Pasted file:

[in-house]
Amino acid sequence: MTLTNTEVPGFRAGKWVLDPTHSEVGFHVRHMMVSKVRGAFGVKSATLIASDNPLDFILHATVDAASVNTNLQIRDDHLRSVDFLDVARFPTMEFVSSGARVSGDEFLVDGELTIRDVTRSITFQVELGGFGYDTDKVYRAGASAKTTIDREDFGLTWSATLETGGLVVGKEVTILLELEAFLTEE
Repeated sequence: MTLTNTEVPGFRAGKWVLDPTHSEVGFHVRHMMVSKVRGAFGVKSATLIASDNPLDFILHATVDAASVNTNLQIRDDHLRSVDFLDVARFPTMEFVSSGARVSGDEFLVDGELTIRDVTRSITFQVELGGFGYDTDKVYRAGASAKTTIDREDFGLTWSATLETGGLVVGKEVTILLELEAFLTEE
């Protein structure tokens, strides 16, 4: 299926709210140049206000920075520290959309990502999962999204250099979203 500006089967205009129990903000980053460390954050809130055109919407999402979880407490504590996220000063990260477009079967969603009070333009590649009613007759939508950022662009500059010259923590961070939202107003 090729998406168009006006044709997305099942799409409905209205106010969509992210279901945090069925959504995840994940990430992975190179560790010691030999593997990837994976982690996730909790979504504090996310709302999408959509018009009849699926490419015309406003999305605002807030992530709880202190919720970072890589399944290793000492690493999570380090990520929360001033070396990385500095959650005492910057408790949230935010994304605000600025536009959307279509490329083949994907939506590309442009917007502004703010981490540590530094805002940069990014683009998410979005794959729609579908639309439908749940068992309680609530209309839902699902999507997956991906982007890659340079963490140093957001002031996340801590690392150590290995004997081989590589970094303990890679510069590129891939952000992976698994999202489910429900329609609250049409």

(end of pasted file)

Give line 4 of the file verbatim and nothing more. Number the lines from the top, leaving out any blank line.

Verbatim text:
């Protein structure tokens, strides 16, 4: 299926709210140049206000920075520290959309990502999962999204250099979203 500006089967205009129990903000980053460390954050809130055109919407999402979880407490504590996220000063990260477009079967969603009070333009590649009613007759939508950022662009500059010259923590961070939202107003 090729998406168009006006044709997305099942799409409905209205106010969509992210279901945090069925959504995840994940990430992975190179560790010691030999593997990837994976982690996730909790979504504090996310709302999408959509018009009849699926490419015309406003999305605002807030992530709880202190919720970072890589399944290793000492690493999570380090990520929360001033070396990385500095959650005492910057408790949230935010994304605000600025536009959307279509490329083949994907939506590309442009917007502004703010981490540590530094805002940069990014683009998410979005794959729609579908639309439908749940068992309680609530209309839902699902999507997956991906982007890659340079963490140093957001002031996340801590690392150590290995004997081989590589970094303990890679510069590129891939952000992976698994999202489910429900329609609250049409």